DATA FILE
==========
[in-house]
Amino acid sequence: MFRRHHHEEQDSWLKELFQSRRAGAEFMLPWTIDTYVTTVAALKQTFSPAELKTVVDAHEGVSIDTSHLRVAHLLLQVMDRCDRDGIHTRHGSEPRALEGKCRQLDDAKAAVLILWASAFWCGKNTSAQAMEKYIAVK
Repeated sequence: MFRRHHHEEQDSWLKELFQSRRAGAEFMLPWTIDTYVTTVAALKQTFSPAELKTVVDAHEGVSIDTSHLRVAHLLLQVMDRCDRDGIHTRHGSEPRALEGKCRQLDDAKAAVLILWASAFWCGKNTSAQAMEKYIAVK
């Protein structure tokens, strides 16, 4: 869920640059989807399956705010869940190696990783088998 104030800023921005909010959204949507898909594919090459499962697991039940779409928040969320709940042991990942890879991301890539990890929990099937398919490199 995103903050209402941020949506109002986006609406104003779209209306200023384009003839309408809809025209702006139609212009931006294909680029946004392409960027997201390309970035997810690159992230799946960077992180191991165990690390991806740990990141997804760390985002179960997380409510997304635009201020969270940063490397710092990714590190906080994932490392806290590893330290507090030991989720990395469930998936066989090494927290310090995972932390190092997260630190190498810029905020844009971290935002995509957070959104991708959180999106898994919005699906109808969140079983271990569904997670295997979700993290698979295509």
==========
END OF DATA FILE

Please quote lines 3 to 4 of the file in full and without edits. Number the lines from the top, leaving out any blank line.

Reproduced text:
Repeated sequence: MFRRHHHEEQDSWLKELFQSRRAGAEFMLPWTIDTYVTTVAALKQTFSPAELKTVVDAHEGVSIDTSHLRVAHLLLQVMDRCDRDGIHTRHGSEPRALEGKCRQLDDAKAAVLILWASAFWCGKNTSAQAMEKYIAVK
């Protein structure tokens, strides 16, 4: 869920640059989807399956705010869940190696990783088998 104030800023921005909010959204949507898909594919090459499962697991039940779409928040969320709940042991990942890879991301890539990890929990099937398919490199 995103903050209402941020949506109002986006609406104003779209209306200023384009003839309408809809025209702006139609212009931006294909680029946004392409960027997201390309970035997810690159992230799946960077992180191991165990690390991806740990990141997804760390985002179960997380409510997304635009201020969270940063490397710092990714590190906080994932490392806290590893330290507090030991989720990395469930998936066989090494927290310090995972932390190092997260630190190498810029905020844009971290935002995509957070959104991708959180999106898994919005699906109808969140079983271990569904997670295997979700993290698979295509």